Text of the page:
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Comment: ass (Score 1) 297 297

by krray (#49970819) Attached to: When Will Your Hard Drive Fail?

If you don't make an ass out of you and me (assume) that the hard drive / ssd WILL fail then you are just the ass.

Backup your systems. Backup the backup. It will fail too.

S.M.A.R.T. is useless today IMHO. Don't believe anything it says about your drive. I've had drives that I know are failing, clicking, unable to read blocks -- but the SMART status says all is A-OK.

I personally like to put RAID-1 in my end user systems. The data goes to a RAID-6 array. The array is duplicated to another live. Never lost any data yet...

Comment: Why? (Score 2) 265 265

by krray (#49963405) Attached to: Ask Slashdot: How Effective Is Your ISP's Spam Filter?

Like everybody else is saying -- Why are you using your ISP's email? They should only be your pipe. I personally stopped using any ISP's email in the 90's... It was after the first switch over that I figured this problem out.

Originally I ran my own domain and spam filtering. I was on the first batch of first spam from those lawyers. Fuckers. Anyway...

Have since migrated domain email to Google apps -- not free anymore for you unfortunately, but on a user basis is still very free.

For speed Google wins -- never even came close to matching their speed for users with gigs and gigs of email they refuse to delete. Not that I'm one to talk.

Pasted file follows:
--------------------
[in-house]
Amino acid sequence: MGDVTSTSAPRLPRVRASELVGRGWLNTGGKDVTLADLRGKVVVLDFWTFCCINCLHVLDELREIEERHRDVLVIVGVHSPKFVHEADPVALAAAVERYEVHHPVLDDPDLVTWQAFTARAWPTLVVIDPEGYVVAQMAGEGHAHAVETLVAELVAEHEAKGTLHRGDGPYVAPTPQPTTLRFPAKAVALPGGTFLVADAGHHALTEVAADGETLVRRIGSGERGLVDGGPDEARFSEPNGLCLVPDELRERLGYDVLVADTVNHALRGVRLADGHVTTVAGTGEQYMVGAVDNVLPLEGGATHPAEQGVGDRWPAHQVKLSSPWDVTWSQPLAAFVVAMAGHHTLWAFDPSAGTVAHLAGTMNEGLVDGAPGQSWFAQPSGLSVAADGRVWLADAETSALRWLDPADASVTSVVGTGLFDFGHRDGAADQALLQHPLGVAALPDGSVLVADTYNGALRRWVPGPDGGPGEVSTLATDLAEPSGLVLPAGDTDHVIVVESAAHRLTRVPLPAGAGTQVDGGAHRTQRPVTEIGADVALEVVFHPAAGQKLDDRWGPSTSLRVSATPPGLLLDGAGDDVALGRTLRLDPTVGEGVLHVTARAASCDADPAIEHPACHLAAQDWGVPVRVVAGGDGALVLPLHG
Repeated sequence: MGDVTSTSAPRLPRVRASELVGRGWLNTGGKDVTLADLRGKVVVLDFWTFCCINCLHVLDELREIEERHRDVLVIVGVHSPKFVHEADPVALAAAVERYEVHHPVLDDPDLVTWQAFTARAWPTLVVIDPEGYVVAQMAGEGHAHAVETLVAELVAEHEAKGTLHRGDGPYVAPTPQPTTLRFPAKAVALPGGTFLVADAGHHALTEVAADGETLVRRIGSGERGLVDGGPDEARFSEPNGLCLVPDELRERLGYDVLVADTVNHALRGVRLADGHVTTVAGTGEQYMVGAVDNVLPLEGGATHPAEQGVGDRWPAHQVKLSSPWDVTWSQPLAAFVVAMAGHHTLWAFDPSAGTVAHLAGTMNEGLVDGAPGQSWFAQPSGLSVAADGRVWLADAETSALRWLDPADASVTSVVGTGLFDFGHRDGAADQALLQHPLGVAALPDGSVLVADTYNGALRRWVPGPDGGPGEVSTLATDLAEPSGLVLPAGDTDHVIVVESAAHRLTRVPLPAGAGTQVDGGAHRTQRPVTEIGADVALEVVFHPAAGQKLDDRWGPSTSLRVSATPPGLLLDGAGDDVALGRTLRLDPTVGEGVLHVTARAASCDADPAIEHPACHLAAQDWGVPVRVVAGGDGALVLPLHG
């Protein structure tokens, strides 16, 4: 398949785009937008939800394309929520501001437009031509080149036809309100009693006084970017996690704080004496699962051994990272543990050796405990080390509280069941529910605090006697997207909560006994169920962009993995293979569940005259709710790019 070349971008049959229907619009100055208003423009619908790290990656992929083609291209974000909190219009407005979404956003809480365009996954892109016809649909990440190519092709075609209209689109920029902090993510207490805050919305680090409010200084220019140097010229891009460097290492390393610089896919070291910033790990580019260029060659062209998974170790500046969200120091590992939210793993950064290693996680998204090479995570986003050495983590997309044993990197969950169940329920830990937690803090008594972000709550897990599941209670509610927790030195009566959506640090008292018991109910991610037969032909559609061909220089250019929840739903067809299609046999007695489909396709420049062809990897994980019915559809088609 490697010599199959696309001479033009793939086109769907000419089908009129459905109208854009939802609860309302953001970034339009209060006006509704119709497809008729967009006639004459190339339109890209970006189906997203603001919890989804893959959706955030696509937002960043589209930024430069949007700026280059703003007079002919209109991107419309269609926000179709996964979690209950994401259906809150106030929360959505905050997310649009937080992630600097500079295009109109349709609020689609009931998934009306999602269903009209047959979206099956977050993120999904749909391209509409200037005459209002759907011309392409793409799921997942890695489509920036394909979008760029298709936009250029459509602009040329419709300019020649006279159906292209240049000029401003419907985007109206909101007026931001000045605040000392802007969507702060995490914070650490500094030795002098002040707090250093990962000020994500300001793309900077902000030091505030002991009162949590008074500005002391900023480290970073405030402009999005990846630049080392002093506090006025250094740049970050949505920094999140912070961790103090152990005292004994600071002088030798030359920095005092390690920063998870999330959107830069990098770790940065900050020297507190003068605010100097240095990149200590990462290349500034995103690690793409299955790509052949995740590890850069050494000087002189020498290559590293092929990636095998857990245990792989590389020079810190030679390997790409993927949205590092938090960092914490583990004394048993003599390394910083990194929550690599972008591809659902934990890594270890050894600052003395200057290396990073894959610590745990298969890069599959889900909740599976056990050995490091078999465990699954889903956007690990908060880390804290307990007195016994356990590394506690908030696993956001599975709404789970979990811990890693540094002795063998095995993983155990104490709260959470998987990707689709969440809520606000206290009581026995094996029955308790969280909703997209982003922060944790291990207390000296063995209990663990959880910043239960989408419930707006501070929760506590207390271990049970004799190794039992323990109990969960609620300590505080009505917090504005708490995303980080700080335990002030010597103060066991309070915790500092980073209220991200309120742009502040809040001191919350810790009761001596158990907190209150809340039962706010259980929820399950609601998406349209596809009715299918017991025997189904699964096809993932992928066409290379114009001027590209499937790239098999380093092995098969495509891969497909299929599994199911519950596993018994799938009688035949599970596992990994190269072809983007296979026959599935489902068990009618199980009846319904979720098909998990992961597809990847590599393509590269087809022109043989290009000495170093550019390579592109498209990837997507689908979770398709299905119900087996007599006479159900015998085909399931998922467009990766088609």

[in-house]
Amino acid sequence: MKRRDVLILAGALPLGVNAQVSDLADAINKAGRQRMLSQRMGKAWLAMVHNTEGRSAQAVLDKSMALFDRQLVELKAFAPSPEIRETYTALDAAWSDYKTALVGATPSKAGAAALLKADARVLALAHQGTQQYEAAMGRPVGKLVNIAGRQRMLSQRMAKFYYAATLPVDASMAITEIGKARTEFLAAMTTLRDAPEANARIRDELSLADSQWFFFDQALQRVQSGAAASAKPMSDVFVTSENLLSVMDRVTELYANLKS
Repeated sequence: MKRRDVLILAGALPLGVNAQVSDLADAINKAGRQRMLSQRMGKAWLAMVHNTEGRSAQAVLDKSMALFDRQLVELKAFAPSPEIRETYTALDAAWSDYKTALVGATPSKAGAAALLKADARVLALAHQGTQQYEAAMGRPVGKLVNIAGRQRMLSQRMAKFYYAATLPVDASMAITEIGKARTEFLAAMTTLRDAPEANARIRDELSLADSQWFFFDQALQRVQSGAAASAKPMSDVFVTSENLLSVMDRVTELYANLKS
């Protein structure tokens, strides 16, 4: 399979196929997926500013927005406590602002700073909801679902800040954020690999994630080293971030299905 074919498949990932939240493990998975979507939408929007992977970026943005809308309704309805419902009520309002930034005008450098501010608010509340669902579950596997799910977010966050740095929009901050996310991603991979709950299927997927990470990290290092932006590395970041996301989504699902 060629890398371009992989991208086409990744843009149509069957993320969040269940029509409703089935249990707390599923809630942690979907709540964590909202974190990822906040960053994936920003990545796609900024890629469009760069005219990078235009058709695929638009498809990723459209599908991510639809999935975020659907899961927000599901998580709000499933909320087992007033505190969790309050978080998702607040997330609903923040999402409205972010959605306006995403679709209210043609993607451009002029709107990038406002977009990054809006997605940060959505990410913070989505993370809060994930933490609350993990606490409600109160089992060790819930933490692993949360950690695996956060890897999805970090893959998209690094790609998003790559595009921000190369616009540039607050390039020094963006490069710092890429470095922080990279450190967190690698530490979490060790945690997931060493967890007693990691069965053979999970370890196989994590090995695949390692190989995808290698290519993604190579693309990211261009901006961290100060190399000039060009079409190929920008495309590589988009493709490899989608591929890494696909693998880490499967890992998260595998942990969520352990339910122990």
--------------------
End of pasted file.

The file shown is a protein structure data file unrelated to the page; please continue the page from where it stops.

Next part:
Their spam filtering beats anything I've seen. I always had too many false positives on my setup; Google has really had one problem in the last decade with that -- false positives from the COPIERS (they have their own accounts and in the domain mailing to same domain users). Annoyingly I had to add a filter to each user to fix that problem.

Otherwise their spam filters are dead nuts on for me. One, maybe two spam messages will hit my Inbox in any given year. My account will @ the .com variant of the domain will get 2-5,000 spams a DAY...

Use Google.

Comment: Oui (Score 1) 479 479

by krray (#49909877) Attached to: Ask Slashdot: Dealing With Service Providers When You're an IT Pro?

I always hate when I have to deal with "technical support", well, with one odd exception: our accounting co. rocks, but I digress.

Today Comcast wins for dollars to speed (in this area). Fortunately my technical support contact with them has been minimal so far -- it's been working nicely actually (!?). Knock on wood.